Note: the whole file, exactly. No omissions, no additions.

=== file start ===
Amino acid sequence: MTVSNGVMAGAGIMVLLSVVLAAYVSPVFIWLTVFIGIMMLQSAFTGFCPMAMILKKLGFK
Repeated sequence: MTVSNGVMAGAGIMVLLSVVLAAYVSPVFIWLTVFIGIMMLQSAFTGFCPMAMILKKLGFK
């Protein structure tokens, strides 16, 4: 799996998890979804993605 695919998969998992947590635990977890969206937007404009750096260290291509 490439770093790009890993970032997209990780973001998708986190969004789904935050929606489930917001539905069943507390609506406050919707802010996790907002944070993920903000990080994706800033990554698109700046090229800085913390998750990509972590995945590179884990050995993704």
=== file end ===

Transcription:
Amino acid sequence: MTVSNGVMAGAGIMVLLSVVLAAYVSPVFIWLTVFIGIMMLQSAFTGFCPMAMILKKLGFK
Repeated sequence: MTVSNGVMAGAGIMVLLSVVLAAYVSPVFIWLTVFIGIMMLQSAFTGFCPMAMILKKLGFK
């Protein structure tokens, strides 16, 4: 799996998890979804993605 695919998969998992947590635990977890969206937007404009750096260290291509 490439770093790009890993970032997209990780973001998708986190969004789904935050929606489930917001539905069943507390609506406050919707802010996790907002944070993920903000990080994706800033990554698109700046090229800085913390998750990509972590995945590179884990050995993704």